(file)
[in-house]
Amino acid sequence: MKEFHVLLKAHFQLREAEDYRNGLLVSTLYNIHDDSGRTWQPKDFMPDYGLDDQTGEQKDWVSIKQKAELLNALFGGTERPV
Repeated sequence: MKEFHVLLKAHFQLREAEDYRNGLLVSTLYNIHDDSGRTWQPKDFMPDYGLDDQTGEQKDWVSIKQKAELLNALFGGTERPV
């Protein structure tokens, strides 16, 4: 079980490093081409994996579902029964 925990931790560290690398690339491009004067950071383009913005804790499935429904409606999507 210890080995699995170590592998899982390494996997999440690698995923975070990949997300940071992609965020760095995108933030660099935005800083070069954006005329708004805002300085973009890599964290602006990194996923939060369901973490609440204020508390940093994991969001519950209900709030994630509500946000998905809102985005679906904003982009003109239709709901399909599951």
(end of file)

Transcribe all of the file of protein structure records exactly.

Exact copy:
[in-house]
Amino acid sequence: MKEFHVLLKAHFQLREAEDYRNGLLVSTLYNIHDDSGRTWQPKDFMPDYGLDDQTGEQKDWVSIKQKAELLNALFGGTERPV
Repeated sequence: MKEFHVLLKAHFQLREAEDYRNGLLVSTLYNIHDDSGRTWQPKDFMPDYGLDDQTGEQKDWVSIKQKAELLNALFGGTERPV
């Protein structure tokens, strides 16, 4: 079980490093081409994996579902029964 925990931790560290690398690339491009004067950071383009913005804790499935429904409606999507 210890080995699995170590592998899982390494996997999440690698995923975070990949997300940071992609965020760095995108933030660099935005800083070069954006005329708004805002300085973009890599964290602006990194996923939060369901973490609440204020508390940093994991969001519950209900709030994630509500946000998905809102985005679906904003982009003109239709709901399909599951």